The rules governing real-time interpersonal interaction are today not well understood. With only a few exceptions, there are no quantitative, predictive rules explaining how to respond in real-time, in the sub-second range, in order to be an effective communicator in a given culture. This can be a problem in intercultural interactions; if an American knows only the words of a foreign language, not the rules of interaction, he can easily appear uninterested, ill-informed, thoughtless, discourteous, passive, indecisive, untrusting, dull, pushy, or worse. Short of long-term cultural exposure, there are today no reliable ways to train speakers to understand and follow such rules and attain mastery of interaction at the sub-second level. The purpose of this research is to increase our knowledge and know-how in this area.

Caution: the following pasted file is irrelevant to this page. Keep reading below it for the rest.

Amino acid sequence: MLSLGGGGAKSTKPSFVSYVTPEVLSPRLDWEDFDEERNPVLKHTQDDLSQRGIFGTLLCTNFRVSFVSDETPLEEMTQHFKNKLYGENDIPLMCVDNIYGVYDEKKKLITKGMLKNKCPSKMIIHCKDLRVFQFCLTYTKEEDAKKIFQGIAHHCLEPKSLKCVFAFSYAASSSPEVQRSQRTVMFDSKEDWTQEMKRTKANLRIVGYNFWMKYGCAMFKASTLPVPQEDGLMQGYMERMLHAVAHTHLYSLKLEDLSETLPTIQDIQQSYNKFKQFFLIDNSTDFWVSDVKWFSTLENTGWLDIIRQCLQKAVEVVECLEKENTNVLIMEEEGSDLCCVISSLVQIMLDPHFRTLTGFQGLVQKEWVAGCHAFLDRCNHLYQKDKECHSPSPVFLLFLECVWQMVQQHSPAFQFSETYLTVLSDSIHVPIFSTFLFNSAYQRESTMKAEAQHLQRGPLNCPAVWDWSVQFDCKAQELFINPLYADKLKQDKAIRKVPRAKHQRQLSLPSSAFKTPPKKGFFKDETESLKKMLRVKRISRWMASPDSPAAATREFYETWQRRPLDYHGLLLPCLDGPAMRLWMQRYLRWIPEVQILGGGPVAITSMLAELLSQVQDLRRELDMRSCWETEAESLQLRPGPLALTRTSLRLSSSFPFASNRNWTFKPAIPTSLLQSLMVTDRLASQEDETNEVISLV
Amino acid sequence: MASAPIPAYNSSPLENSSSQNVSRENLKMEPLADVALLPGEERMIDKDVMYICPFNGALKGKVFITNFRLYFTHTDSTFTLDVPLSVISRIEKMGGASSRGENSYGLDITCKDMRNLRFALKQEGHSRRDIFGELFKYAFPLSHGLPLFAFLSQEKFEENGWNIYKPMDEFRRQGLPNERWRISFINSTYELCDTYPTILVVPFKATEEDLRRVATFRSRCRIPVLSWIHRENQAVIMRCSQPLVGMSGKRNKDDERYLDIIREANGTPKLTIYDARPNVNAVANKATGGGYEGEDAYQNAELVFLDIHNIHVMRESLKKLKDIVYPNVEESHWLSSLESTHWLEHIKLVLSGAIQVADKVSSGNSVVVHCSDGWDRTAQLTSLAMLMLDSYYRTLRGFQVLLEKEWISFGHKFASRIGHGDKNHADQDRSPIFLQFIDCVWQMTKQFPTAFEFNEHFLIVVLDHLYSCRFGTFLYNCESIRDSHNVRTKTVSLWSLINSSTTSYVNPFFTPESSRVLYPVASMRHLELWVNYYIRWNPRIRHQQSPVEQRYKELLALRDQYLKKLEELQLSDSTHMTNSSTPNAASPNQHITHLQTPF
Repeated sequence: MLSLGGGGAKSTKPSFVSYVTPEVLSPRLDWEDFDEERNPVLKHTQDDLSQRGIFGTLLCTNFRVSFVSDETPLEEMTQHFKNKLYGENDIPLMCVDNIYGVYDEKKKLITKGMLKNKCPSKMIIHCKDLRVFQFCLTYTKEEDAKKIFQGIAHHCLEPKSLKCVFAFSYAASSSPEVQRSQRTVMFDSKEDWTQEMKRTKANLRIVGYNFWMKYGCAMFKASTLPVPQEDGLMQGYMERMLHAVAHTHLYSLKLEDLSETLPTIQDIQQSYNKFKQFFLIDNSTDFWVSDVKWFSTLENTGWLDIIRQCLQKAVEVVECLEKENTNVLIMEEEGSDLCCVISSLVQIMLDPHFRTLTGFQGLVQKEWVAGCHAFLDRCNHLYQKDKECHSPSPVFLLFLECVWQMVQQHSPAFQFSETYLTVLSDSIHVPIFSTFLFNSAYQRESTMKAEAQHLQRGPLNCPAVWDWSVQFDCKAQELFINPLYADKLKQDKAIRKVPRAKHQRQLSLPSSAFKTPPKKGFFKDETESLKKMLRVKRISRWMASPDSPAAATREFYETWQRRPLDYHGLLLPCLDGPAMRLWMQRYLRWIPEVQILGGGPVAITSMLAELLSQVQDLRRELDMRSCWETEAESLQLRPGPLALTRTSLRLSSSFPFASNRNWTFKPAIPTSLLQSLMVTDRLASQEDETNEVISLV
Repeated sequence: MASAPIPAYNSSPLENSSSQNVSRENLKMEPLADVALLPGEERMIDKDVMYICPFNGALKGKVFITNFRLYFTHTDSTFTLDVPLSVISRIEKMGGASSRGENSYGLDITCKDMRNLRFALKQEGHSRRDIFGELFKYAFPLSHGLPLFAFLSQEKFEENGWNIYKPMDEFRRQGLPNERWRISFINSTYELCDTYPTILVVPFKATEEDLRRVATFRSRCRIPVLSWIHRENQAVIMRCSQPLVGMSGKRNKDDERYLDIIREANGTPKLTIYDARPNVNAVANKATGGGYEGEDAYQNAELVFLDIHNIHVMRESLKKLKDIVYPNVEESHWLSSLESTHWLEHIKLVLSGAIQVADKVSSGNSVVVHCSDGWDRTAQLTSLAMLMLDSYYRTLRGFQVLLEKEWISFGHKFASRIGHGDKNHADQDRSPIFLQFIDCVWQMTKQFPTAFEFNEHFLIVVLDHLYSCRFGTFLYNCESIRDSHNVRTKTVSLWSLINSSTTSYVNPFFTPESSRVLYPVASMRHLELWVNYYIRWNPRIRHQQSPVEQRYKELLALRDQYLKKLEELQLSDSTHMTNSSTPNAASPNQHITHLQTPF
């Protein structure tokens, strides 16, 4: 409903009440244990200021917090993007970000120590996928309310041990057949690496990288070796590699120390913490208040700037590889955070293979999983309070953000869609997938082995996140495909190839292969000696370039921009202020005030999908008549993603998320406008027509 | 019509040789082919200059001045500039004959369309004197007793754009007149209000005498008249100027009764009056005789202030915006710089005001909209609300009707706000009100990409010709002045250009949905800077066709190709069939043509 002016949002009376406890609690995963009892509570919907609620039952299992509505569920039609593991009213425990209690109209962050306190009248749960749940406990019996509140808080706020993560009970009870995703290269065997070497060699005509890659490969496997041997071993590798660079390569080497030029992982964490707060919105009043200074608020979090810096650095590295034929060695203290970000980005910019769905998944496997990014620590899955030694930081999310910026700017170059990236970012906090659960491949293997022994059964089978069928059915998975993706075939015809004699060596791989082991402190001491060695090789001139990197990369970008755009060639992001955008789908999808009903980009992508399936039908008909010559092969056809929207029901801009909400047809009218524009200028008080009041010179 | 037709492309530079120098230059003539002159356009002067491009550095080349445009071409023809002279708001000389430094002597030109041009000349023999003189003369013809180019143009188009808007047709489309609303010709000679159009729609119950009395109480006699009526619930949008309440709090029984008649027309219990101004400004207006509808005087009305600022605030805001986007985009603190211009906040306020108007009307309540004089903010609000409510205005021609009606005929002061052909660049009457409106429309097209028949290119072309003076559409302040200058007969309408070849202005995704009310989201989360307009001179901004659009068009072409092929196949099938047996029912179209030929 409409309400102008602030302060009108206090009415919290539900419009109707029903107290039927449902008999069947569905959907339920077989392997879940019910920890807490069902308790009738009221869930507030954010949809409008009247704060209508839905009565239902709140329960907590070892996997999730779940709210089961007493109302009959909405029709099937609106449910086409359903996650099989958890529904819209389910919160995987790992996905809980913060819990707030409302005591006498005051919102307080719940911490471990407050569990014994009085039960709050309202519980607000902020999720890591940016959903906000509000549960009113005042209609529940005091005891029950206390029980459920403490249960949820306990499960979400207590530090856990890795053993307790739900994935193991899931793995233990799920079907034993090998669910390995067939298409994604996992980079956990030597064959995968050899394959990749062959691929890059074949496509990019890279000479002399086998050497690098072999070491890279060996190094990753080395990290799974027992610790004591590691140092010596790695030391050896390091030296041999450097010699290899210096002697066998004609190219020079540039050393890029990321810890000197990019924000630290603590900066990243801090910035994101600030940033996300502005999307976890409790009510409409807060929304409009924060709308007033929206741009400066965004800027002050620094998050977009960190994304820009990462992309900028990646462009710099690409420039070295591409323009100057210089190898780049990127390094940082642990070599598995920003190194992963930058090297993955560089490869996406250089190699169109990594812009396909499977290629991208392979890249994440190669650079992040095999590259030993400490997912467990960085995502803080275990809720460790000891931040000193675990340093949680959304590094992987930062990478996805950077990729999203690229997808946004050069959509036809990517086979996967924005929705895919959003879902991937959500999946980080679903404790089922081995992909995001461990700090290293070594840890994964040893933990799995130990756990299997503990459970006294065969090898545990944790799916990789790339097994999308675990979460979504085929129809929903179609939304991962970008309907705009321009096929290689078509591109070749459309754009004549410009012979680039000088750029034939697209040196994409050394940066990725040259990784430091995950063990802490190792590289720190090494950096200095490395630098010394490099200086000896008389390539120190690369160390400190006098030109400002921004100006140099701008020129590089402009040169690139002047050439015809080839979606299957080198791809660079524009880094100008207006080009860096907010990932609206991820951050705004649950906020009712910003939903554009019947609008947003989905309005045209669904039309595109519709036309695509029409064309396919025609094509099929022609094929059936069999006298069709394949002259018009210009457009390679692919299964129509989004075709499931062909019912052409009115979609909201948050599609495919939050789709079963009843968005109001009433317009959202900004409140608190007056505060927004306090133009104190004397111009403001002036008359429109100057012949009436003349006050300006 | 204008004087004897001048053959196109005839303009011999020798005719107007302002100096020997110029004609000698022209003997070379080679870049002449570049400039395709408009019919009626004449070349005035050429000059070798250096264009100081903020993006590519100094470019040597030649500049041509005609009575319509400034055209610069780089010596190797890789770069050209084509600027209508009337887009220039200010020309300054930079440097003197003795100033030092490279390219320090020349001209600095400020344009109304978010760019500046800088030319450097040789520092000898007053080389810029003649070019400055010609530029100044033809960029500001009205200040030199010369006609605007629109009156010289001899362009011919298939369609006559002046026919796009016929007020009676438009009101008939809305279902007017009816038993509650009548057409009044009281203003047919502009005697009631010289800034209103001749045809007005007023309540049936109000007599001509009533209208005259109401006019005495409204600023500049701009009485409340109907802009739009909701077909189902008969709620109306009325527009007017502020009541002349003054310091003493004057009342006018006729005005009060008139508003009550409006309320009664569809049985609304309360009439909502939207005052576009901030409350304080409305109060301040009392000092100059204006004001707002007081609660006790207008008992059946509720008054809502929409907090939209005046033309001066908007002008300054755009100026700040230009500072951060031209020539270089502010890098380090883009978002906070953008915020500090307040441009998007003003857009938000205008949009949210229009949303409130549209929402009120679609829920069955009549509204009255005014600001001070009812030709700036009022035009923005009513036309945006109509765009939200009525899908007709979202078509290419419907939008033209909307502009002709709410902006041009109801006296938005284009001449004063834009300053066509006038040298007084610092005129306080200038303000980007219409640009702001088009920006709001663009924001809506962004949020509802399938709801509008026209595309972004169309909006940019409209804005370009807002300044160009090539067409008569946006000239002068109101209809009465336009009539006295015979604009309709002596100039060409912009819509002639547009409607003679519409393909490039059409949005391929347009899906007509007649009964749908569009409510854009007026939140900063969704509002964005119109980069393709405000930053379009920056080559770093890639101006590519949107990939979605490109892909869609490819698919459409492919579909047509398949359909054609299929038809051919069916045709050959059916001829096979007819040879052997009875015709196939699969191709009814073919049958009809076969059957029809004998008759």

In the first year the main tasks are to
The initial scenario for this work will be obtaining information from an Iraqi civilian. The civilian is assumed to have enough knowledge of English words and syntax to communicate, but to have no familiarity with American patterns of interaction. The civilian is assumed to be uncomfortable in this situation, and perhaps not strongly motivated to talk at length. Thus the soldier needs to be culturally sensitive and in particular needs to use the behavior patterns involved in being a good listener in Arab dialog.
The results of this work should be of direct value to personnel in Iraq and will also demonstrate the importance of these phenomena, thereby inspiring others to further explore these dimensions of communication.
In the second year the projected main tasks are to